Unbiased Analysis of Today's Healthcare Issues

The Cost of Uncompensated Care

Written By: Jason Shafrin - Apr• 01•10

Because it expands health insurance coverage, one of the key effects of the recently passed health reform bill is that it will decrease the amount of compensated care.  According to an Urban Institute study:

…the cost of uncompensated care will fall from $62.1 billion in 2009 to $46.6 billion in 2019 under the Senate bill, and to $36.5 billion in 2019 with the House bill…Without reform, the cost of uncompensated care will increase to between $107 and $141 billion in 2019, depending on growth in the economy and health care costs.

Who currently pays for uncompensated care?  This chart provides a breakdown.  Surprisingly, physician’s in-kind free treatment makes up only 14% of uncompensated care.  On the other hand, Medicare and Medicaid fund the largest share of uncompensated care.  The reason for this is that Medicare has a disproportionate share hospital (DSH) payment program indirect medical education payments and Medicaid also has a DSH program as well as supplemental provider payments programs.  The authors count these programs as payment for uncompensated care.  The DSH payment system doesn’t make much sense to me.  If, Medicare or Medicaid payments are too low, why not raise the reimbursement rates rather than give lump sum handouts to hospitals in the form of a DSH payment.

State and local government also pay for a large share of uncompensated care.  In California, county-financed clinics are the last refuge for those without insurance, especially for undocumented immigrants.  According to the study, state and local governments pay for about 18% of unfunded care.

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5 Comments

  1. steve says:

    I suspect that a higher percentage of physicians who work at facilities that provide uncompensated care are employees. I assume this uncompensated care would count as a facility loss.

    Steve

  2. Jeremy says:

    At best, isn’t this just shifting the expense from the current various sources to the new subsidies? At worst, shifting and increasing the health care spending of the formerly uninsured? The net government spending on this subset of the population is not actually decreasing. What am I missing?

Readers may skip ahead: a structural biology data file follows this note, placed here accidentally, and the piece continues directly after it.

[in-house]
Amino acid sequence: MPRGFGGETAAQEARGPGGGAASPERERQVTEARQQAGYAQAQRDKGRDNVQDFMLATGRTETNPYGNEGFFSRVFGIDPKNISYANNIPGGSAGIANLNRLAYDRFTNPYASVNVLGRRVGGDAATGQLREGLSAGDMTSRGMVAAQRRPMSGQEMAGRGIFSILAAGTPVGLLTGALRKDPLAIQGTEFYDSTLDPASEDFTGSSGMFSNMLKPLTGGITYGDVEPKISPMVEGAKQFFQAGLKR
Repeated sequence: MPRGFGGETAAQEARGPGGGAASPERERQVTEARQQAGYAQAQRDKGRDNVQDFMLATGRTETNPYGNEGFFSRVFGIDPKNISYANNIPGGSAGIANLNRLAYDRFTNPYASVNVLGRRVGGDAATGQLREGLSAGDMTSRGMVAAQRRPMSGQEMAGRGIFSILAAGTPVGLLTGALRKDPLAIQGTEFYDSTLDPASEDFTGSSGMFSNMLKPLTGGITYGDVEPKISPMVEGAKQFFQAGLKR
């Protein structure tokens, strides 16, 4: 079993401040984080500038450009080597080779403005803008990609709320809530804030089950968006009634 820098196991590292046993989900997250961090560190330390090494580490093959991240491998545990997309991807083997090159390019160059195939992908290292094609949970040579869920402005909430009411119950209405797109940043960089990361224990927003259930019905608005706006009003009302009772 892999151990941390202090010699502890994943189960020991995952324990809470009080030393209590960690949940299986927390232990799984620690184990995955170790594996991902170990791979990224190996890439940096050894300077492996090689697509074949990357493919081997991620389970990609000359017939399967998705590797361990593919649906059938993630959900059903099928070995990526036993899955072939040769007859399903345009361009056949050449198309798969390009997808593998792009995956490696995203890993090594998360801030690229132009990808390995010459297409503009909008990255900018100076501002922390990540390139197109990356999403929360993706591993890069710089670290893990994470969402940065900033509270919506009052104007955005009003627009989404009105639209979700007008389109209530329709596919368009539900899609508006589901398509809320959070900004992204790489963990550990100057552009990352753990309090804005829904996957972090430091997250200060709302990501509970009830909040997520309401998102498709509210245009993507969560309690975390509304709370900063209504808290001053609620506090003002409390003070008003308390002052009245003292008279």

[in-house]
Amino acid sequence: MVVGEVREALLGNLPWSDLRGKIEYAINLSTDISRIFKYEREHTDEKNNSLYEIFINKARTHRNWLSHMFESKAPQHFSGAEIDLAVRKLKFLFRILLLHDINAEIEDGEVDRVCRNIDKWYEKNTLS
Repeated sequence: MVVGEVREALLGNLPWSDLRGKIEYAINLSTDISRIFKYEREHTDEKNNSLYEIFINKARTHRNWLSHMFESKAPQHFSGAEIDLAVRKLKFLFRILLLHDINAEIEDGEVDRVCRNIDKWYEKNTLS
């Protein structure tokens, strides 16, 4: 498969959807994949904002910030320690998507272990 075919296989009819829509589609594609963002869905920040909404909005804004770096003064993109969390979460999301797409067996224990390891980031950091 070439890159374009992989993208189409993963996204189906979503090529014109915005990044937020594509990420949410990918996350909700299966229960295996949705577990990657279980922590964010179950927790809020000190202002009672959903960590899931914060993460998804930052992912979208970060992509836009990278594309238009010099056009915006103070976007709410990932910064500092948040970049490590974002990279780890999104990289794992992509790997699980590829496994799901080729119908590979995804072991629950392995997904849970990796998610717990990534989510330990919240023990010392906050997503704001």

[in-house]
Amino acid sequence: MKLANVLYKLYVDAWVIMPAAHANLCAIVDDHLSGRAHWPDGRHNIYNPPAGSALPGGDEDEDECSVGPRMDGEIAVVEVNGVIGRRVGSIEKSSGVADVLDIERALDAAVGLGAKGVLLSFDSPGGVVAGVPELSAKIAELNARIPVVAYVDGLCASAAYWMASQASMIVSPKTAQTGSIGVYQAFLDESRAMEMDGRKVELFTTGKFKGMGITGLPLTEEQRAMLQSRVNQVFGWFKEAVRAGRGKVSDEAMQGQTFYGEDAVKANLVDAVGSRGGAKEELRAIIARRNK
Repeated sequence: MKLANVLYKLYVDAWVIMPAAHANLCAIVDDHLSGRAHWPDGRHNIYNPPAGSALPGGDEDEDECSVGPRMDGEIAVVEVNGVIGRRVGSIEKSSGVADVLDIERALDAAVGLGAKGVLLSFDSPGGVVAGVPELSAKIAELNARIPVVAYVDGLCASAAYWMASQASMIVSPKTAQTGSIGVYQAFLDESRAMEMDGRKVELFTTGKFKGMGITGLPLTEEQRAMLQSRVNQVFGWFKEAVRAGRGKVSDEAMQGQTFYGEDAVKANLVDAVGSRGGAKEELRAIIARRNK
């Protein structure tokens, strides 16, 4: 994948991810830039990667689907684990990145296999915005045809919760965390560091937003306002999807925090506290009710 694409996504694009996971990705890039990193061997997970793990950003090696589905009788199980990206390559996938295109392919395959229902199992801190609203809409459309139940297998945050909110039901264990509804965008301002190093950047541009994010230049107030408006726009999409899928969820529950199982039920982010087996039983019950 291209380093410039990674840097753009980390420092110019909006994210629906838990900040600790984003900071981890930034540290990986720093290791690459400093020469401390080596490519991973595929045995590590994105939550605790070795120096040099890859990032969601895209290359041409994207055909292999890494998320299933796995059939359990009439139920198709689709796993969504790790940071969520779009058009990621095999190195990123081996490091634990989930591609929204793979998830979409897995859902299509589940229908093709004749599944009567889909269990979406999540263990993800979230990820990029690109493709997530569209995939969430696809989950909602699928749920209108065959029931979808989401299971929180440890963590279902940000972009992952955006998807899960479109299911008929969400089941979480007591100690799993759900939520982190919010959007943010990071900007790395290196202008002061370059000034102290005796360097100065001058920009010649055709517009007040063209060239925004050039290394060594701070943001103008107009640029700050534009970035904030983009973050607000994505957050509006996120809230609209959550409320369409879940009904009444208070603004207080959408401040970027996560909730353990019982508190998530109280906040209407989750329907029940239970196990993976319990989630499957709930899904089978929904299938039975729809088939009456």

Basing my statements on a KFF study of the uninsured from 2008:
    http://www.kff.org/uninsured/upload/7810.pdf

  3. GingerB says:

    I think hospitals are more politically palliatiable for funds than Medicaid.
    Nobody wants to give extra ot those perceived as not working for their keep, but hosptials, neighborhood employment centers, aren’t seen quite the same way.

  4. AMH says:

    I’m not sure that we can accurately predict these numbers going forward. Even if health insurance is subsidized to some extent – there will be many who choose not to purchase it.

  5. Thomas Cox PhD RN says:

    Actually the employment status of physicians and other health care providers who treat patients with unfunded costs is of relatively little consequence.

    All health care providers are held accountable for the costs of the care they provide. The real problem is that health care providers across the board try to minimize their exposure to such costs and this can only be accomplished by delaying and denying care to their patients.

    So, let’s imagine what happens when a physician is standing across from a patient who needs open heart surgery but came in complaining about the flu. Does the health care provider tell the patient that they need open heart surgery, aggressively treat the patient, and assume the onus of the burden for costs to themselves or their facility? Or, does the health care provider mention that the flu seems to be going around, write out a prescription for common antivirals, and other symptomatic relief?

    If the health care provider aggressively treats the costs may be in the tens of thousands of dollars and you better believe these costs will be noted and critiqued by professional peers and finance and accounting personnel. These costs will influence monthly, quarterly, annual, and lifetime cost reports for the deemed responsible provider and will also affect retention, promotions, and partnership decisions.

    Providers that repeatedly aggressively treat patients without the ability to pay suffer greatly.

    Eventually such providers learn what others already accepted, if the health care provider blows the patients off the costs are nil.

    Just make sure your level of entitlement to health care is tattooed on your forehead or you might just receive a lower level of care if you are hit by a car and picked up unconcscious and transported to an ER sans IDs.

    The moment when you most need your health care benefits is not necessarily going to have been the moment you expected to need them. God laughs as much about our sense of predictability as he does about our life plans.

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